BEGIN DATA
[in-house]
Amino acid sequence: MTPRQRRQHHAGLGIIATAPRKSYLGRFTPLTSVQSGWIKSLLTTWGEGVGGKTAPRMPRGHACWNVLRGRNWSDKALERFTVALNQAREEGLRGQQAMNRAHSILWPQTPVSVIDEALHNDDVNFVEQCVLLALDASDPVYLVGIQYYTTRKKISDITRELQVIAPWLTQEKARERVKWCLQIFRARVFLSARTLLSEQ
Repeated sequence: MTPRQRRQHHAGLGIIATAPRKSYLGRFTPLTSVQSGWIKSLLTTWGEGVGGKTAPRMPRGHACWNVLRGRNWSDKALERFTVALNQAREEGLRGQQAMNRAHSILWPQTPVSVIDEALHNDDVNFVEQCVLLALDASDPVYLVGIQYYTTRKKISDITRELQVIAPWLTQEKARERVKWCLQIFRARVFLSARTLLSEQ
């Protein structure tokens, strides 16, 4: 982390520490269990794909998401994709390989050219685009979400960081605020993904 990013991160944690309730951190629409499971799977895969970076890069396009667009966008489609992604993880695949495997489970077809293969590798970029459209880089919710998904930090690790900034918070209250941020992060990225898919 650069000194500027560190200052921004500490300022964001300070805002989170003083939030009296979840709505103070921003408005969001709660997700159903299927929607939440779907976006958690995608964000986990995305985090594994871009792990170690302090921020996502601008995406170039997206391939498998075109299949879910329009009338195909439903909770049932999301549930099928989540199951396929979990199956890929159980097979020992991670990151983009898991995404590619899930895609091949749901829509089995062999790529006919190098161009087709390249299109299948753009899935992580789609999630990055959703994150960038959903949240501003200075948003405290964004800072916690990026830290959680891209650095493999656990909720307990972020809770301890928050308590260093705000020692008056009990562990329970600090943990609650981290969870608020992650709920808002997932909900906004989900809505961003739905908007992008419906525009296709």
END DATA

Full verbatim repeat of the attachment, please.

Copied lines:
[in-house]
Amino acid sequence: MTPRQRRQHHAGLGIIATAPRKSYLGRFTPLTSVQSGWIKSLLTTWGEGVGGKTAPRMPRGHACWNVLRGRNWSDKALERFTVALNQAREEGLRGQQAMNRAHSILWPQTPVSVIDEALHNDDVNFVEQCVLLALDASDPVYLVGIQYYTTRKKISDITRELQVIAPWLTQEKARERVKWCLQIFRARVFLSARTLLSEQ
Repeated sequence: MTPRQRRQHHAGLGIIATAPRKSYLGRFTPLTSVQSGWIKSLLTTWGEGVGGKTAPRMPRGHACWNVLRGRNWSDKALERFTVALNQAREEGLRGQQAMNRAHSILWPQTPVSVIDEALHNDDVNFVEQCVLLALDASDPVYLVGIQYYTTRKKISDITRELQVIAPWLTQEKARERVKWCLQIFRARVFLSARTLLSEQ
């Protein structure tokens, strides 16, 4: 982390520490269990794909998401994709390989050219685009979400960081605020993904 990013991160944690309730951190629409499971799977895969970076890069396009667009966008489609992604993880695949495997489970077809293969590798970029459209880089919710998904930090690790900034918070209250941020992060990225898919 650069000194500027560190200052921004500490300022964001300070805002989170003083939030009296979840709505103070921003408005969001709660997700159903299927929607939440779907976006958690995608964000986990995305985090594994871009792990170690302090921020996502601008995406170039997206391939498998075109299949879910329009009338195909439903909770049932999301549930099928989540199951396929979990199956890929159980097979020992991670990151983009898991995404590619899930895609091949749901829509089995062999790529006919190098161009087709390249299109299948753009899935992580789609999630990055959703994150960038959903949240501003200075948003405290964004800072916690990026830290959680891209650095493999656990909720307990972020809770301890928050308590260093705000020692008056009990562990329970600090943990609650981290969870608020992650709920808002997932909900906004989900809505961003739905908007992008419906525009296709």